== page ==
Finding time to exercise is one of the biggest challenges American workers struggle with today. While we know the health benefits, making fitness part of our routine just doesn’t happen for many of us – unless we do it on a job.
Around the country, businesses are stepping in to help employees who lack motivation to exercise on their own. They’re opening on-site fitness centers, creating walk trails and swimming pools, encouraging gym membership, offering lunchtime workouts and even bringing in at-the-desk exercise equipment.
Companies are beginning to realize their employees need help managing stress if they’re going to avoid burnout and stay productive, says Jennifer Owens, editorial director for Working Mother magazine and the Working Mother Research Institute. For the first time, the magazine has just published a list of 10 Best Companies for Health and Wellness. At these top companies around the nation, seven feature fitness centers, all offer fitness classes, and many have on-site medical clinics.
General Mills’ on-site fitness center offers personal training and massages, while Goldman Sachs holds a weeklong program on resilience and health. At Discovery Communications, 65 percent of the workforce participated in a four-month fitness challenge.
“The companies that are successful are getting people to work together to get well,” Owens says. “The hours we’re at work are inching upward. If we can carve out time at work to exercise, that may be the answer.”
Still, for most office workers, it takes the nudge of a co-worker to get past the psychological barrier that there is no time for exercise. Alison Klapper Leon, a communications director in Coral Gables, Fla., and a mother of two, says she relies on her co-worker for the will to exercise. “As a mom, it’s hard to put yourself first and take the time to work out.”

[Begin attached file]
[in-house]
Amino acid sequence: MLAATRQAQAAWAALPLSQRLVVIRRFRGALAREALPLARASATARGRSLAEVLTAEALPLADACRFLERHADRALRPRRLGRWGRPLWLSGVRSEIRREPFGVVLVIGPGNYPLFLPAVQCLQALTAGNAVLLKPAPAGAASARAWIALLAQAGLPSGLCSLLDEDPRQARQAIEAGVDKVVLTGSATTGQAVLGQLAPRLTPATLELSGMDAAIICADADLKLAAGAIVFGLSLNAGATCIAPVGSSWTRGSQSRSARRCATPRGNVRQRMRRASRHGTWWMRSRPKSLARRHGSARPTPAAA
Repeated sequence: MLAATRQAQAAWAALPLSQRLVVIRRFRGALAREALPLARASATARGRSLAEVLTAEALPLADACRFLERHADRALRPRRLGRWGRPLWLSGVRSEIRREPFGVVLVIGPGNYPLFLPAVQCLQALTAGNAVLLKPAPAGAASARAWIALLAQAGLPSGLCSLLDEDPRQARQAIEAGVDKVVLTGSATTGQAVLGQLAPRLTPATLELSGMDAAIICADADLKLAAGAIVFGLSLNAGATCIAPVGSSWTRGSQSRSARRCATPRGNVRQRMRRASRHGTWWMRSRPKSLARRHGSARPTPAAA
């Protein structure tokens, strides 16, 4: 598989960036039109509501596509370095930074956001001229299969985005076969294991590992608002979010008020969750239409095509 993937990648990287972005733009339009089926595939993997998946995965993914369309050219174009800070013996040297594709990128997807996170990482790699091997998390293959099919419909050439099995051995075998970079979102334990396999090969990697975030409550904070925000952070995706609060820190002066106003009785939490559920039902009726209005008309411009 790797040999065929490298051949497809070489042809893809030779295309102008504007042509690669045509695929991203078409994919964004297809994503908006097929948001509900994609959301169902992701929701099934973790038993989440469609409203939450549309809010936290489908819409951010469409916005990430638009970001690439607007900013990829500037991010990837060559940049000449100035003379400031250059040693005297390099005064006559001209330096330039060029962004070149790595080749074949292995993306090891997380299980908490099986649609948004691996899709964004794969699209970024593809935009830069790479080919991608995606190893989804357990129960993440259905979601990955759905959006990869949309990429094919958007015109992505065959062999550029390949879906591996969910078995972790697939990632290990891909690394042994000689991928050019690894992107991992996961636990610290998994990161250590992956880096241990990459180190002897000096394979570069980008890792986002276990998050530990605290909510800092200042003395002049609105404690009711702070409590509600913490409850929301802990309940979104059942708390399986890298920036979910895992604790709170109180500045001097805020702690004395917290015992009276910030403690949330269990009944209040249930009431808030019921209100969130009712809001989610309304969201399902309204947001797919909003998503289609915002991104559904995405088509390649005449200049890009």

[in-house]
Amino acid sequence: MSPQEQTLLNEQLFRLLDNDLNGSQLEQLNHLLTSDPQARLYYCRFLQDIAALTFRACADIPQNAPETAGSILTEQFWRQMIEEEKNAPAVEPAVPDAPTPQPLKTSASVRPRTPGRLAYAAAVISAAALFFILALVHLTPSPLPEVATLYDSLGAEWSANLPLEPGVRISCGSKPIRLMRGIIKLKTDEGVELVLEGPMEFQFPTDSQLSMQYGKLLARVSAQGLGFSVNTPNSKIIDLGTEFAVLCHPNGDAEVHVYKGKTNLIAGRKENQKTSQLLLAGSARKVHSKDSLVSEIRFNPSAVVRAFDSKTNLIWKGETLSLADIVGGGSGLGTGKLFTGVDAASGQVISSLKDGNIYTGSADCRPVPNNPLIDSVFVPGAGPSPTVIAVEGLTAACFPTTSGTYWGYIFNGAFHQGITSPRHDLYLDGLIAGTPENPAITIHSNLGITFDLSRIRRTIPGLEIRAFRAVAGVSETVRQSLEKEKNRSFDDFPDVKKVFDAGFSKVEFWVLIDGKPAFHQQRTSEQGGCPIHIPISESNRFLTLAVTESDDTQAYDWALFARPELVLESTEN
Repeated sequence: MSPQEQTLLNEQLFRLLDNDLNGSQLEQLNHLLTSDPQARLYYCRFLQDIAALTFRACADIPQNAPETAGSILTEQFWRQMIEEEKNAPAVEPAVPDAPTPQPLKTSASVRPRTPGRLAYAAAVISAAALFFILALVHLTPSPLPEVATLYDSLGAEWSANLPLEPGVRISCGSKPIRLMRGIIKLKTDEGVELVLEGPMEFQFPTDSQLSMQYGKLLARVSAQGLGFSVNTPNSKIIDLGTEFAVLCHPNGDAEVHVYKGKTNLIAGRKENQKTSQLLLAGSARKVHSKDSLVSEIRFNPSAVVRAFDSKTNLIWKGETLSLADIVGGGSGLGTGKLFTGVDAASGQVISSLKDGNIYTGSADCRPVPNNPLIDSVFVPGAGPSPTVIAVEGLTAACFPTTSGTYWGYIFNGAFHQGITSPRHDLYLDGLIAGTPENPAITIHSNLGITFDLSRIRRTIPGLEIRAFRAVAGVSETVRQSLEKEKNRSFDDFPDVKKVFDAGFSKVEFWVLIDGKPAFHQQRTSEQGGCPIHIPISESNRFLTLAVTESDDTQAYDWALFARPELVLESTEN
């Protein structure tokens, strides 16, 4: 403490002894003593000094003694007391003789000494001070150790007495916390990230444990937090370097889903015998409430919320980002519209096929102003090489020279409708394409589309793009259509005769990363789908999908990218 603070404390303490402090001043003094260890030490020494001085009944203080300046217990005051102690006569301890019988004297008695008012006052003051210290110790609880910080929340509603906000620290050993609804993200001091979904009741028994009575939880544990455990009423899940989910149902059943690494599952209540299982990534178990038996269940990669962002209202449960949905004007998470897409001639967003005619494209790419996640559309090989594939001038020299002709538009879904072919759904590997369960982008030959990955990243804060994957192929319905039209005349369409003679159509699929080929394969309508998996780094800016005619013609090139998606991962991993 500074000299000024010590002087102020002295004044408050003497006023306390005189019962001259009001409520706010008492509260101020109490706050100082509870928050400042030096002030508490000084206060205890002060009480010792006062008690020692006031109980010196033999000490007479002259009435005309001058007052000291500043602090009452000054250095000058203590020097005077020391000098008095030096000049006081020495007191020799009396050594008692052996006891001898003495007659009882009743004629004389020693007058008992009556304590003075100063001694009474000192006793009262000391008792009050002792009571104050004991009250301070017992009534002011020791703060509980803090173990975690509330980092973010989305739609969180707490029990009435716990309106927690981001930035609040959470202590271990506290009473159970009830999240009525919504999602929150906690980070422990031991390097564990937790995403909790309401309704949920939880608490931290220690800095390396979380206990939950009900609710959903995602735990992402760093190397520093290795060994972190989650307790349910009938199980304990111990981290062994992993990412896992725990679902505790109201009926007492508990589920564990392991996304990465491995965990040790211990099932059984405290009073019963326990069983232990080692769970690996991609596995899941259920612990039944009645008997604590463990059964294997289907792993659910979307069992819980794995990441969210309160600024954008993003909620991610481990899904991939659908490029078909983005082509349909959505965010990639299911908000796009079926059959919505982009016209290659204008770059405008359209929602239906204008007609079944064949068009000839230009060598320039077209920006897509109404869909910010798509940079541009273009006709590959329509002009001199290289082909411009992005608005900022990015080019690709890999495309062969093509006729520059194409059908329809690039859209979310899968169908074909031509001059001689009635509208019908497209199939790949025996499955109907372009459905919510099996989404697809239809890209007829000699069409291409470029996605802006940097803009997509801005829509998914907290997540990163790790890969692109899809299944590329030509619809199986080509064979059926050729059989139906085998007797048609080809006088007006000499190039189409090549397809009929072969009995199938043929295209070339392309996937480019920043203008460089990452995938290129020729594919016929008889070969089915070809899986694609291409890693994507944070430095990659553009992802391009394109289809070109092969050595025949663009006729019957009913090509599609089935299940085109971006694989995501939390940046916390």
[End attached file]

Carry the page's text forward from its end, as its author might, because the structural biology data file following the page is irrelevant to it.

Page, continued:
She and colleague Sari Govantes joined a fitness center in their office building with the intention of going to yoga classes. “When I get busy, it’s so easy not to go. We push each other.”
In most companies, fitness contests are the most popular way to motivate staffers to get active, says Fran Melmed, founder of Context Communication, a consulting firm that specializes in workplace wellness. The idea is to encourage employees to lose weight and become active collectively. Last year, American Express launched a fitness challenge called “Walk This Way” to get employees moving. American Express employees who participated tracked their steps on a pedometer for 12 weeks. Those who reached 420,000 steps earned $200 in their health savings account.
Melmed says there are multiple benefits to officewide challenges: “Beyond increasing fitness, you get to know people in other areas and it can ease the way to better collaboration and improved morale.”
Despite common knowledge that exercise is healthful, more than 60 percent of American adults are not regularly active, and 25 percent of the adult population is not active at all, according to the Centers for Disease Control and Prevention.
But what if you could exercise and work at the same time? Some businesses such as Eli Lilly and Discovery Communications have invested in centrally located treadmill desks that employees can sign out for a stretch of walking/work time. Other companies have resorted to an incentive approach. They pay a fee for their employees to log their physical activities on a website called Plus 3 Network. Employees then get kudos points that they can exchange to earn money for charity.
And Melmed has created Hotseat, a smartphone app/reminder system to encourage desk workers to get up and move throughout the day. “Employers are looking at every creative opportunity to get their employees to get up and move around,” Melmed said.
Of course, combating inactivity is most successful if a culture of fitness comes from the top, says Marc Cannon, a spokesman for AutoNation. At his company, Chief Executive Officer Mike Jackson works out twice a day, at least once in the on-site gym. President Mike Maroone bikes and uses the company gym. The company has Cross Fit classes, a cycling club with about 50 employees who ride at 6 a.m. on Fridays, and teams that regularly form to participate in run/walks and cycling events.
“More than 40 percent of our associates are involved on a regular basis with fitness programs we have going on,” Cannon says. “Mike Jackson’s mentality is part of being healthy company is having employees who are healthy. When you work in corporate America, with all the stress, you’ve got to maintain a healthy life style.”